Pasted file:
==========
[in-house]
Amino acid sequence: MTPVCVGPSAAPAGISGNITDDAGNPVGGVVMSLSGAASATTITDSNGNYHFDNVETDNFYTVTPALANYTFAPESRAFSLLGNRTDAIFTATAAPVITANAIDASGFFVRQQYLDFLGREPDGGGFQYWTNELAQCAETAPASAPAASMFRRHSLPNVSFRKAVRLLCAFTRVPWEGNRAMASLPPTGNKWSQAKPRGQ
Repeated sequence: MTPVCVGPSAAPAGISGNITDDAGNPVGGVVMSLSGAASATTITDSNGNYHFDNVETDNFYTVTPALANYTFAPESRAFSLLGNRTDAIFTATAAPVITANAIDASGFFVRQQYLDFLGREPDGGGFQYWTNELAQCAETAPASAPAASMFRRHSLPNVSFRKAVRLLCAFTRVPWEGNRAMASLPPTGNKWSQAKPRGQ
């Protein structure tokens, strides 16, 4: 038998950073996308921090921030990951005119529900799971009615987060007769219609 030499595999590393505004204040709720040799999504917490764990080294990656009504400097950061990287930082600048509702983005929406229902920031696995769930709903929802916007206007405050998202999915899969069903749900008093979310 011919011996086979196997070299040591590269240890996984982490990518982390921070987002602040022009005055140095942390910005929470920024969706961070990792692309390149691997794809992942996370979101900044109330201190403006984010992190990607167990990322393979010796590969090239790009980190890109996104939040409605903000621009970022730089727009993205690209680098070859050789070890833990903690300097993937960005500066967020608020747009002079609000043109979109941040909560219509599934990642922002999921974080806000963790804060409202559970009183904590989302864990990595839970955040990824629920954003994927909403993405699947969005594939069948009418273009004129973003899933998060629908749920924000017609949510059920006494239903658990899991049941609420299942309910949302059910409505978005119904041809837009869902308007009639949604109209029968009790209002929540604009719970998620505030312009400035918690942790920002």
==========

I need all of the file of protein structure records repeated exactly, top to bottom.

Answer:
[in-house]
Amino acid sequence: MTPVCVGPSAAPAGISGNITDDAGNPVGGVVMSLSGAASATTITDSNGNYHFDNVETDNFYTVTPALANYTFAPESRAFSLLGNRTDAIFTATAAPVITANAIDASGFFVRQQYLDFLGREPDGGGFQYWTNELAQCAETAPASAPAASMFRRHSLPNVSFRKAVRLLCAFTRVPWEGNRAMASLPPTGNKWSQAKPRGQ
Repeated sequence: MTPVCVGPSAAPAGISGNITDDAGNPVGGVVMSLSGAASATTITDSNGNYHFDNVETDNFYTVTPALANYTFAPESRAFSLLGNRTDAIFTATAAPVITANAIDASGFFVRQQYLDFLGREPDGGGFQYWTNELAQCAETAPASAPAASMFRRHSLPNVSFRKAVRLLCAFTRVPWEGNRAMASLPPTGNKWSQAKPRGQ
């Protein structure tokens, strides 16, 4: 038998950073996308921090921030990951005119529900799971009615987060007769219609 030499595999590393505004204040709720040799999504917490764990080294990656009504400097950061990287930082600048509702983005929406229902920031696995769930709903929802916007206007405050998202999915899969069903749900008093979310 011919011996086979196997070299040591590269240890996984982490990518982390921070987002602040022009005055140095942390910005929470920024969706961070990792692309390149691997794809992942996370979101900044109330201190403006984010992190990607167990990322393979010796590969090239790009980190890109996104939040409605903000621009970022730089727009993205690209680098070859050789070890833990903690300097993937960005500066967020608020747009002079609000043109979109941040909560219509599934990642922002999921974080806000963790804060409202559970009183904590989302864990990595839970955040990824629920954003994927909403993405699947969005594939069948009418273009004129973003899933998060629908749920924000017609949510059920006494239903658990899991049941609420299942309910949302059910409505978005119904041809837009869902308007009639949604109209029968009790209002929540604009719970998620505030312009400035918690942790920002």